Image Credits RWE UK, Image used for illustrative purpose only.
2 minutes read

RWE launches feasibility study into new Great Yarmouth Carbon Capture project

RWE, the UK’s leading electricity generator, has announced plans to progress a carbon capture feasibility study at its Great Yarmouth Power Station. Combined with the company’s other three Carbon Capture and Storage (CCS) developments, the projects would be capable of providing 5.1 gigawatts (GW) of secure, flexible, low carbon electricity – enough to power around approx. 8.1 million homes.

Future Carbon Capture technology at Great Yarmouth Power Station would enable the generation of 395 megawatts (MW) of decarbonised, secure, flexible power, by capturing approximately 600,000 tonnes of CO2 per year. Investment in the new project could also support the creation of new jobs in the local area and provide millions of pounds of new investment and supply chain opportunities for the local economy.

As operators of the largest fleet of gas fired power stations in the UK and a leading renewables generator, RWE considers Carbon Capture to be a viable solution for delivering decarbonised, reliable, and dispatchable power, supporting the UK’s target for a net zero power system by 2035.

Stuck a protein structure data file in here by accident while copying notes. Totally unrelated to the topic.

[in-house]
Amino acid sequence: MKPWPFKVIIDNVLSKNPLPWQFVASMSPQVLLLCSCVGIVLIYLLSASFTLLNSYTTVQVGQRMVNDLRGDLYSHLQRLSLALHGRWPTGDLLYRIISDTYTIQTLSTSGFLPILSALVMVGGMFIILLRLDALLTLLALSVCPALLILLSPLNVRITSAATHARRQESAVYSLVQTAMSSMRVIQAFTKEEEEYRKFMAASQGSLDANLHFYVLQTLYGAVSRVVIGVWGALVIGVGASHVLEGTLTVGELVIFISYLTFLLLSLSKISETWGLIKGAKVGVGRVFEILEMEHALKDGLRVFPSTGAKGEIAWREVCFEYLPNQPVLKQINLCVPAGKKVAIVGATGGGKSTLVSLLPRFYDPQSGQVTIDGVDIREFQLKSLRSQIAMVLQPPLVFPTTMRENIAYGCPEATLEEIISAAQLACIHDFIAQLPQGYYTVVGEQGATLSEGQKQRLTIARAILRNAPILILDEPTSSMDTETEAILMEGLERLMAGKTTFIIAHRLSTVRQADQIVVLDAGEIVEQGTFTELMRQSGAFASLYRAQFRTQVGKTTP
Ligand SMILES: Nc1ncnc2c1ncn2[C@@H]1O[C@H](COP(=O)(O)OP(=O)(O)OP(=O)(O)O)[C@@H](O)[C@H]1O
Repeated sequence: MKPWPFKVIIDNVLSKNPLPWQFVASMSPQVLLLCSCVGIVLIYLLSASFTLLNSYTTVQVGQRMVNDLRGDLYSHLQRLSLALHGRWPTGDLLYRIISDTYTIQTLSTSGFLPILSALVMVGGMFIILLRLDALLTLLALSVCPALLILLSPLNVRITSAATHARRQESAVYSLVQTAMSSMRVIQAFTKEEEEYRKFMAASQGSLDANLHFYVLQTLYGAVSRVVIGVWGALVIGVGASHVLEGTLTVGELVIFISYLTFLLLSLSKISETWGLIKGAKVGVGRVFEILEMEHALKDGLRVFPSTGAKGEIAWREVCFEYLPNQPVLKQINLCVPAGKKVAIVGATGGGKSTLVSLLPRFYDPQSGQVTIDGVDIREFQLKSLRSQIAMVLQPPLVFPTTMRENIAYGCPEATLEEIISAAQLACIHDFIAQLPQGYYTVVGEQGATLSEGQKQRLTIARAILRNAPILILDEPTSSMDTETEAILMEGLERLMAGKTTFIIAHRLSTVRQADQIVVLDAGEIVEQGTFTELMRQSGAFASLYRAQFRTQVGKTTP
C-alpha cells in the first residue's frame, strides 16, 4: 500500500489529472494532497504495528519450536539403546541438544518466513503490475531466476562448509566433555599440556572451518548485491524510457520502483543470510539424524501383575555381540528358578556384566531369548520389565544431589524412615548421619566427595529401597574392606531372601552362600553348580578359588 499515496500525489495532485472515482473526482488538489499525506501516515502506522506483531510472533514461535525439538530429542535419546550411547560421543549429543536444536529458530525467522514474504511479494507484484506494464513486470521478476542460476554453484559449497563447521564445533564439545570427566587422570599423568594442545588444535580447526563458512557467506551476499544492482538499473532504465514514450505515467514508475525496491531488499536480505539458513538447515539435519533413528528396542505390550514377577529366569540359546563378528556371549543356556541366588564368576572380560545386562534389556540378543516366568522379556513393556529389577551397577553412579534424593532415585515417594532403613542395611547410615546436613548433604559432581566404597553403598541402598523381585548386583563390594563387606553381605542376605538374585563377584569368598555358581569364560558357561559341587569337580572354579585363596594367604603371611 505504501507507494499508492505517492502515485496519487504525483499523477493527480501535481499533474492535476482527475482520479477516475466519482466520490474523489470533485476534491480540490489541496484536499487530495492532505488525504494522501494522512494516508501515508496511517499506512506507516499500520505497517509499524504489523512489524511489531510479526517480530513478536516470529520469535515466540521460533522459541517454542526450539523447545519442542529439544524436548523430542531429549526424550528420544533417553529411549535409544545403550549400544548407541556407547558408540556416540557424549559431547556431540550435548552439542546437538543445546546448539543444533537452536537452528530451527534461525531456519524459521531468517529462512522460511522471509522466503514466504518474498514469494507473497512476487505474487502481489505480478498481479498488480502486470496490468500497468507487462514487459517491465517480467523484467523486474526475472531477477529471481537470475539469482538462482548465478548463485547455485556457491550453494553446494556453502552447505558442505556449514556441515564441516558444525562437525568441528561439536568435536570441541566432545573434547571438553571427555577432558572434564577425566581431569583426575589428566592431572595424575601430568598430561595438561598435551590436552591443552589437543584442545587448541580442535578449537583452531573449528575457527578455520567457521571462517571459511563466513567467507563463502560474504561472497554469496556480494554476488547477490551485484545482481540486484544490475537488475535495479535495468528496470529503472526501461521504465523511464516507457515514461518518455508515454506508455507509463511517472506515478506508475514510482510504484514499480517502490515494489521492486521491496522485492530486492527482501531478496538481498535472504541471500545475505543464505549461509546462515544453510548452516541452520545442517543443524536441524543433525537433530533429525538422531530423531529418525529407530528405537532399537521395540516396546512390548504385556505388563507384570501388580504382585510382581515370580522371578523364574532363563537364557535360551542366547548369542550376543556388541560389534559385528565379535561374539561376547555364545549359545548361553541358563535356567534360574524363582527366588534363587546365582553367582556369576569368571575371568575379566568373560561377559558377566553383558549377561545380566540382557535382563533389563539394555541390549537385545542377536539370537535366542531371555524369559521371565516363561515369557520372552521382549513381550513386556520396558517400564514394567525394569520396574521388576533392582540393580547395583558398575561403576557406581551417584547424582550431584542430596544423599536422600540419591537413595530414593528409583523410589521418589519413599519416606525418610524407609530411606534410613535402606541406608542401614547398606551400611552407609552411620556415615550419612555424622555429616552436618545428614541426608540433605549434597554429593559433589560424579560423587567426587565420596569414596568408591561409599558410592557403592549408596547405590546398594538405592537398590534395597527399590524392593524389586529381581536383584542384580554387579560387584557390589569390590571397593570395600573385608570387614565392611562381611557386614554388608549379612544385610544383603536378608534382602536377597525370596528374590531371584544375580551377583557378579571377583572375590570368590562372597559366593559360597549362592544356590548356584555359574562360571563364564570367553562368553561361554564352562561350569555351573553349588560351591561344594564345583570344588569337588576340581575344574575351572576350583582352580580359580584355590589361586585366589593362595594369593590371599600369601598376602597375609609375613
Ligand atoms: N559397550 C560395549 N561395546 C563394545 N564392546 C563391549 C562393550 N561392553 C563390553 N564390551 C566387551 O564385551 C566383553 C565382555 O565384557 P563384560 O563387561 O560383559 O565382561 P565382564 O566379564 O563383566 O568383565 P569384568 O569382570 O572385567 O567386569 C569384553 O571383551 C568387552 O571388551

Located in Norfolk, on the east coast of England, Great Yarmouth is a natural-gas-fired combined-cycle gas and steam turbine power plant. Commissioned in 2002, it is capable of meeting the needs of approximately 300,000 households. It is well located, efficient and flexible and can be started up and shut down quickly and reliably in response to fluctuating energy demands.

The Great Yarmouth station is already connected to a gas pipeline from the Bacton gas terminal, which potentially makes it an ideal location for connecting to the new carbon storage facilities which are being developed in the region.

Andy Wilkins, RWE Project Development Manager: “We are pleased to announce the start of a Carbon Capture feasibility study at Great Yarmouth Power Station as a continuation of our journey towards a decarbonised gas fleet. Carbon capture can support the expansion of other renewable and low carbon technologies that RWE is already a leader in deploying, by providing energy security through firm and flexible provision of electricity.”

RWE is developing the Great Yarmouth Carbon Capture project alongside three other CCS projects;  at its existing stations Staythorpe and Pembroke in Wales, and a new-build gas fired power station with carbon capture at Stallingborough. For information about RWE’s decarbonisation projects see here link.

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